These notes date from the cold 'Spring' of last year. Again, should've put them on at the time....
A 'higher than expected' cloudbase looms above the eastern-most ridge of The Black Mountains, the more-or-less uniform, clean-cut lines of these snow-clad uplands (defining, with uncharacteristic finality, the England/Wales border) simultaneously mirroring and opposing the darkly menacing sky today. Perhaps the somewhat malignant vibe I sense this morning is influenced by the knowledge that today is April 1st.... April Fool's Day. Yeah, this traveller's summary rejection of the sundry self-serving tenets of organised religion notwithstanding, it is clearly not so easy to banish all superstition with Mr Spock logic when venturing forth in the great outdoors. One can feel so very small and insignificant.... so vulnerable. And rightly so. Guess the best I can offer by way of explanation is the feeble acknowledgement of entering an environment beyond normal everyday perception, a recognition of willingly subjecting the self to stimuli likely to result in sensory overload, to a greater or lesser degree. Perhaps a parallel can be drawn with the shamans of old, such a mental state enabling the individual to access primeval neural circuits long since filed away in the deepest recesses of the human genome, thought processes selected for animal survival, not logical deliberation. But enough cod-psychology... despite the passing of a sudden, freezing shower, I decide to head for the hills. Yeah, in the words of Andy Partridge... 'I've got 1,2,3,4,5; Senses working overtime'.
Walking back down the road from the (not surprisingly) almost empty car park adjacent to the gaunt ruins of Llanthony Priory a gate allows access to pasture land upon the gently rising southern slopes of Cwm Siarpal. I head for the foot of Loxidge Tump forming the left hand (western) flank of the cwm. From here a steep climb, with some fine retrospective views across the Vale of Ewyas to Cwm Bwchel etc, sees me eventually emerge upon bare, open hillside, the landscape now in the unrelenting, icy grasp of winter raiment above the snow line..... despite it ostensibly being Spring! Continuing approx north along the rim of the cwm the view south(ish) toward the great promontory fort of Hatterrall Hill is truly one to behold, sufficient reward for the inclement conditions underfoot. Not to mention the biting wind, the actions of which ensure 'I 'aint seen nothing yet' by having applied a progressively more potent 'freezing crust' to the snow mantle as I gain height. Hence what is - assuming my previous visit with the Mam C back in 2008 is any yardstick - a reasonably straightforward walk is transformed today into a full-on struggle for every step.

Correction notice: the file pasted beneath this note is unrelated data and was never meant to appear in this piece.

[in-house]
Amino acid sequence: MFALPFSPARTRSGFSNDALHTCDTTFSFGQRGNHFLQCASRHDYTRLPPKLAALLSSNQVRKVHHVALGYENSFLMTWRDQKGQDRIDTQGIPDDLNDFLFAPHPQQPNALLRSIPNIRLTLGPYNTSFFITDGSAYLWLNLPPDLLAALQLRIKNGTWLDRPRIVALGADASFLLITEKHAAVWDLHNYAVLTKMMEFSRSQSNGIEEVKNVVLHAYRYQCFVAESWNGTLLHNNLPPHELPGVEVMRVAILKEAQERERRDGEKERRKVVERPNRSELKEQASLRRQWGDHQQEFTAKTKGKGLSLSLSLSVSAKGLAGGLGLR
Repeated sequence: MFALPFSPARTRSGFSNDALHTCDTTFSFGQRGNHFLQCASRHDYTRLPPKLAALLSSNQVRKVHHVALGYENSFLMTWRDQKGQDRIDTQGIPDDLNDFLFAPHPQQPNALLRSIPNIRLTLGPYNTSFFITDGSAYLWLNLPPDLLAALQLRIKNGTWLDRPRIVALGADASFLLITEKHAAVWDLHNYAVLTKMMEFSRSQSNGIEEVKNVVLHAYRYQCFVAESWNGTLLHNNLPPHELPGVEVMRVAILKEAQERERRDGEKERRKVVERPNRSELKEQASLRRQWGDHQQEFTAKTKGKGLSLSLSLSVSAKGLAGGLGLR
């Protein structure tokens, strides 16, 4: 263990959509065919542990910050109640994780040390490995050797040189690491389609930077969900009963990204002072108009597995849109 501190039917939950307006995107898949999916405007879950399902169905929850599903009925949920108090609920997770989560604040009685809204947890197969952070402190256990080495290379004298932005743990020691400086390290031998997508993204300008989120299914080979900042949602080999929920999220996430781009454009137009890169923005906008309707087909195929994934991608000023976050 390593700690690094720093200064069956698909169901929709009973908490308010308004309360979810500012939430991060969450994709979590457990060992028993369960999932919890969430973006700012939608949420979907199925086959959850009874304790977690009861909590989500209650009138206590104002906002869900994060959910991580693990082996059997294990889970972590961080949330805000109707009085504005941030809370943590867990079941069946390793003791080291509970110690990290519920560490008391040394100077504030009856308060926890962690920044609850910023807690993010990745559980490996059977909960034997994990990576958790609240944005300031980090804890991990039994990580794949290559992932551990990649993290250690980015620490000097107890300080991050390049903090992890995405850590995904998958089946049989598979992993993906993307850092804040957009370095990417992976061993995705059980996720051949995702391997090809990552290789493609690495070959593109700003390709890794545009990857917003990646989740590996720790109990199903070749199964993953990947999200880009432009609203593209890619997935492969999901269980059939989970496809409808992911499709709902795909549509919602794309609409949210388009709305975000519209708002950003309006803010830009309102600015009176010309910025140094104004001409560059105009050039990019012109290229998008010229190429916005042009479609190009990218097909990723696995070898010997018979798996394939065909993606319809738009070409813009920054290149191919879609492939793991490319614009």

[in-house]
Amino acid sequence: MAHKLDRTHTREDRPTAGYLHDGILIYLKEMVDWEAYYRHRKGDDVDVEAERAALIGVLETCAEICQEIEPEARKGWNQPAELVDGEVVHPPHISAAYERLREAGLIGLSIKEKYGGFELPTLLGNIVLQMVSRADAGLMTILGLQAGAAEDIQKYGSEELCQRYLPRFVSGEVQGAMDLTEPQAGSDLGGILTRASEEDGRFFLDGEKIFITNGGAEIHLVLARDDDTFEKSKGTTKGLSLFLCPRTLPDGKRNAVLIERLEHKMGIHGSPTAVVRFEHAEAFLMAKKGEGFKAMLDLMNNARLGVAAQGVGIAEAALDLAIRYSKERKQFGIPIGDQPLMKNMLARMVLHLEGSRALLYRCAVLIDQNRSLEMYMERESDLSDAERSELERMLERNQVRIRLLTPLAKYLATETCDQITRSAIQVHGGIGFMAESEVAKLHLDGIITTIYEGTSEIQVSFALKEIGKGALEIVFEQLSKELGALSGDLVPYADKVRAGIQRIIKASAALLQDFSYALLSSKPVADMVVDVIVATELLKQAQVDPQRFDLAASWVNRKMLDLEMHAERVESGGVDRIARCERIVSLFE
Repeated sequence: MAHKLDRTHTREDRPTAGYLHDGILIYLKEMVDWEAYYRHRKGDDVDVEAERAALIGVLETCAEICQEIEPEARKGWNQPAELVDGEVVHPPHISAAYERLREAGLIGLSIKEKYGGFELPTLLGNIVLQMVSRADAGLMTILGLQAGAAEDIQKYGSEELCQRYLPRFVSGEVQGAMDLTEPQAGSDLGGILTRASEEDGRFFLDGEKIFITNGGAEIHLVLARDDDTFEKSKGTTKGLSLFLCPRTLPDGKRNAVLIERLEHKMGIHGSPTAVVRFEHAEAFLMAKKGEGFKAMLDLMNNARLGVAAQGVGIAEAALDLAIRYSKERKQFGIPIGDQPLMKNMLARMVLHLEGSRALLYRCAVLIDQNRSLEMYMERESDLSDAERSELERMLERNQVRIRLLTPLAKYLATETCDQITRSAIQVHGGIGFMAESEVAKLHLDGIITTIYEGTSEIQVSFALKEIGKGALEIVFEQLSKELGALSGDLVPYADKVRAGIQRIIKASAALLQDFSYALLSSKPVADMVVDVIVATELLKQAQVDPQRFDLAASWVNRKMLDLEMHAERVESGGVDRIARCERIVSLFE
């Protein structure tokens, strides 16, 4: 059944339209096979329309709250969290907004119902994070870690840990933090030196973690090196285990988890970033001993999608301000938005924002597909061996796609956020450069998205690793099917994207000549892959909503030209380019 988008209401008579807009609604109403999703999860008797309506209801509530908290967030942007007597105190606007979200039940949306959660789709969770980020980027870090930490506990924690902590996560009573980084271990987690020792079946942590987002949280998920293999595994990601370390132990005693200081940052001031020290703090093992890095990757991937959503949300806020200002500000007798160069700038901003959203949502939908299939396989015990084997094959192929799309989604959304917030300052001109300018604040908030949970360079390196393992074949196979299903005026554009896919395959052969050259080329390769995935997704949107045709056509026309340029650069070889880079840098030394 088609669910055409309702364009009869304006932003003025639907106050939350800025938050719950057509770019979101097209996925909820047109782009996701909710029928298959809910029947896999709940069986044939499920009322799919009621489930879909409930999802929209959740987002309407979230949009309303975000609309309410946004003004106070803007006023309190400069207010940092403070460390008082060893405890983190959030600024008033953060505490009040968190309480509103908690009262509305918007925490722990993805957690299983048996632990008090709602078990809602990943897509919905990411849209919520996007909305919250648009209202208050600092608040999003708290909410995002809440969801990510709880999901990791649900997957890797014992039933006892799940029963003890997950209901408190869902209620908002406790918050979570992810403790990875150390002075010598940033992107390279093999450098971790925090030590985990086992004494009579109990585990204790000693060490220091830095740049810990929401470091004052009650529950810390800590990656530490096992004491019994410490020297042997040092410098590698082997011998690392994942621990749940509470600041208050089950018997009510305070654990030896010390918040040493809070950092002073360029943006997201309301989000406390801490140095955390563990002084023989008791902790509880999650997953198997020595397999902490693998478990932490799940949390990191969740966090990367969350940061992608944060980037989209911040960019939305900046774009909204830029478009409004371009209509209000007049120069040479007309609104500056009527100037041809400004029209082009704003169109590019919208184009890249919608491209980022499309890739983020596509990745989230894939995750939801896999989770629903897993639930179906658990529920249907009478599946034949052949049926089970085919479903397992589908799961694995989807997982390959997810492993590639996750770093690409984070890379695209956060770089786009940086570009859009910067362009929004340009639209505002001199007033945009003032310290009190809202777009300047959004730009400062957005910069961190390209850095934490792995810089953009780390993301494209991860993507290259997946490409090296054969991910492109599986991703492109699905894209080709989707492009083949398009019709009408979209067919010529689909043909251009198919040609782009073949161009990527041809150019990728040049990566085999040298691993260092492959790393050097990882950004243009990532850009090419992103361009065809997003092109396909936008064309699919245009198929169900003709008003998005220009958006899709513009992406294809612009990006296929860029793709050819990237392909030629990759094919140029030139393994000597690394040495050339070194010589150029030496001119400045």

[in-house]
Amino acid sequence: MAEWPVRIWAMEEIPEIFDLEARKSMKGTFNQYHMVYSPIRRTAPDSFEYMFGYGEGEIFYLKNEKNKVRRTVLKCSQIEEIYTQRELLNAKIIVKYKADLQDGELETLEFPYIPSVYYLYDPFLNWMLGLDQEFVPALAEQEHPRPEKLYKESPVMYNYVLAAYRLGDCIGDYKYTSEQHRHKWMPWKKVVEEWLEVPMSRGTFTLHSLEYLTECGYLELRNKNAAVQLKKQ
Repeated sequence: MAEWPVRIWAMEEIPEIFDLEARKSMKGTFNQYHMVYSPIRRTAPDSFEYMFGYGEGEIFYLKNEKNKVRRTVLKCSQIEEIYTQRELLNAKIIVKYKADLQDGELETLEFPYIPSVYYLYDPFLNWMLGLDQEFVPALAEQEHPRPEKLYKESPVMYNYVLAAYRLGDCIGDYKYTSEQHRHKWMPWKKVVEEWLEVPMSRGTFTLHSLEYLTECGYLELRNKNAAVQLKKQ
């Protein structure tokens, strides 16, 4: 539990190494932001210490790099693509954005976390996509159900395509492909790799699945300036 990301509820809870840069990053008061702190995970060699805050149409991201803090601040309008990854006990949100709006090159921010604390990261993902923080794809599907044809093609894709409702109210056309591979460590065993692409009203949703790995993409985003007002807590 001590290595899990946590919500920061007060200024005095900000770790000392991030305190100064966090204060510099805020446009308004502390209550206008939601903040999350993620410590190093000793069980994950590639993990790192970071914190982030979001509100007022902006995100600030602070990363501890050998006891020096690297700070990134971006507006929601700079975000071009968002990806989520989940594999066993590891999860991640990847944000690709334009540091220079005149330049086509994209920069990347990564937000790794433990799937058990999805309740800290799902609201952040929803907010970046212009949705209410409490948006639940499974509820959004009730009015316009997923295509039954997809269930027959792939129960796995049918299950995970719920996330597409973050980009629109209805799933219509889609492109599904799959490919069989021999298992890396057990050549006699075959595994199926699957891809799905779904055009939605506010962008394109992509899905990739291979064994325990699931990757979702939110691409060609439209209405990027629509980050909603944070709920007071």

Consequently the appearance of the Bronze Age cairn is most welcome... in more ways than one. It is not a commanding monument, at least not in its surviving form, and appears even less so when almost subsumed within the snow! Nevertheless I'm determined not to repeat the error of yore and actually manage to remember to look at the map - for once - the cairn located a little west of the cwm headwall, to the left of the path.... assuming the path isn't obscured by snow, that is. Plonking myself on top it is immediately clear what a superb location this is, the sweeping view across Cwm Siarpal to the wondrous Vale of Ewyas (in my opinion) matching the aesthetic appeal of some of the area's top vistas. Hey, well worth the effort of a fine approach. Needless to say it's bloody freezing but, fortified by an inner glow like some post-Cold War 'Ready Brek kid', I discover that there is an excellent vibe to be enjoyed here upon this frozen far-from-waste-land.
After hanging out for a while I slowly - very slowly, not by choice but out of necessity - head approx north-west in an ultimately unsuccessful attempt to locate an 'enclosure' marked upon the 1:25k map. Snow too deep, unfortunately. Indeed... half way to the summit of Red Daren, the OS trig point conspicuous upon the far horizon, it dawns on me that my progress is so slow that I must choose between reacquainting myself with it .... or finally getting 'round to checking out Black Darren's cairn. Not enough time to do both justice. Suffice to say I choose the latter.
Another of a series of Bronze Age funerary cairns which surmount the most easterly ridge of The Black Mountains, this also doubling as the England/Wales border.
The Loxidge Tump cairn, well sited overlooking Cwm Siarpal and the beautiful Vale of Ewyas, is most directly reached via a popular path ascending from Llanthony Priory to the Offa's Dyke Long Distance route, the latter following the aforementioned ridge. As such, the Mam C and I have walked right by the monument without realising what is was. Doh!
According to Coflein it is 'A cairn, 6.5m in diameter and 0.7m high. (source Os495card; SO22NE8) J.Wiles 03.09.02'.